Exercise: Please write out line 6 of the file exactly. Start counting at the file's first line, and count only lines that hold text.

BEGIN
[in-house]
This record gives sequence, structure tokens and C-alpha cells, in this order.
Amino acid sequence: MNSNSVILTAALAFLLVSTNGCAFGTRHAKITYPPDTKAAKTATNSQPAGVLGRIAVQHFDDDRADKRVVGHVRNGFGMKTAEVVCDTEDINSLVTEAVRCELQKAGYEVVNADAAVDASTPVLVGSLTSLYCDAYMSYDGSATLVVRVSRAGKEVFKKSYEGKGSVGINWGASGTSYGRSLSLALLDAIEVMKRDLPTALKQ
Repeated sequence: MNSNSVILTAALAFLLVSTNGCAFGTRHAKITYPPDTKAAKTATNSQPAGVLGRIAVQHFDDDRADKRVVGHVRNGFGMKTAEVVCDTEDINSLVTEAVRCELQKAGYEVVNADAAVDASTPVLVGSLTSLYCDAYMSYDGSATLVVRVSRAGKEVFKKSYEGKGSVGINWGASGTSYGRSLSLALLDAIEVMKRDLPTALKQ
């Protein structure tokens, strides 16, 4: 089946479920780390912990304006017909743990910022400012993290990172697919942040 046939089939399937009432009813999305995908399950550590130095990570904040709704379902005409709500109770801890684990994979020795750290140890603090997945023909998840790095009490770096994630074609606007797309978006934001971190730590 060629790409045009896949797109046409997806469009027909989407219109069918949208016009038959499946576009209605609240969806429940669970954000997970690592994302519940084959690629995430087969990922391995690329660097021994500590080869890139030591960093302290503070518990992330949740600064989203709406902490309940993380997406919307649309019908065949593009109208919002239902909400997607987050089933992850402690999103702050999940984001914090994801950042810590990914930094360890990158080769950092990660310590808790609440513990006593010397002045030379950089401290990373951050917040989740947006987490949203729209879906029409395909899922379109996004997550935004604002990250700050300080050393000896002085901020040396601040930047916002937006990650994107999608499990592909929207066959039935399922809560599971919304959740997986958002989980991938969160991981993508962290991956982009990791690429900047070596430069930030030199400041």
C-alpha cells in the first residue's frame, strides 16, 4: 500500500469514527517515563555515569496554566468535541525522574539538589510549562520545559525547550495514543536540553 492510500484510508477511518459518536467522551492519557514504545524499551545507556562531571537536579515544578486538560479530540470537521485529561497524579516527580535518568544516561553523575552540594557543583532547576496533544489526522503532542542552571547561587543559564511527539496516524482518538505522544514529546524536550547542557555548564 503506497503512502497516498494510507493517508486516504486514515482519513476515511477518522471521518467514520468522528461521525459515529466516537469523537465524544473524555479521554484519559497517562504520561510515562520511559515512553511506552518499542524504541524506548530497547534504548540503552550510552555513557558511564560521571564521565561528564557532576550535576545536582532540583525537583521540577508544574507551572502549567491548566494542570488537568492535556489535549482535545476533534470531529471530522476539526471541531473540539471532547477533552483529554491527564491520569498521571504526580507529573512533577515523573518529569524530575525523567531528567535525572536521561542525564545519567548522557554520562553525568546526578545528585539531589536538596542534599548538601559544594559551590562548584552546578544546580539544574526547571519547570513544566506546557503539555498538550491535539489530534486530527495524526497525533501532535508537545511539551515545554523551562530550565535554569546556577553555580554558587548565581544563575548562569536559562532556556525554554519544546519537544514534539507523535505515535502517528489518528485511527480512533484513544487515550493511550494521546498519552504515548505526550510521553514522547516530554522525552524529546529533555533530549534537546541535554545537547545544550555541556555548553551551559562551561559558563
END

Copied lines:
C-alpha cells in the first residue's frame, strides 16, 4: 500500500469514527517515563555515569496554566468535541525522574539538589510549562520545559525547550495514543536540553 492510500484510508477511518459518536467522551492519557514504545524499551545507556562531571537536579515544578486538560479530540470537521485529561497524579516527580535518568544516561553523575552540594557543583532547576496533544489526522503532542542552571547561587543559564511527539496516524482518538505522544514529546524536550547542557555548564 503506497503512502497516498494510507493517508486516504486514515482519513476515511477518522471521518467514520468522528461521525459515529466516537469523537465524544473524555479521554484519559497517562504520561510515562520511559515512553511506552518499542524504541524506548530497547534504548540503552550510552555513557558511564560521571564521565561528564557532576550535576545536582532540583525537583521540577508544574507551572502549567491548566494542570488537568492535556489535549482535545476533534470531529471530522476539526471541531473540539471532547477533552483529554491527564491520569498521571504526580507529573512533577515523573518529569524530575525523567531528567535525572536521561542525564545519567548522557554520562553525568546526578545528585539531589536538596542534599548538601559544594559551590562548584552546578544546580539544574526547571519547570513544566506546557503539555498538550491535539489530534486530527495524526497525533501532535508537545511539551515545554523551562530550565535554569546556577553555580554558587548565581544563575548562569536559562532556556525554554519544546519537544514534539507523535505515535502517528489518528485511527480512533484513544487515550493511550494521546498519552504515548505526550510521553514522547516530554522525552524529546529533555533530549534537546541535554545537547545544550555541556555548553551551559562551561559558563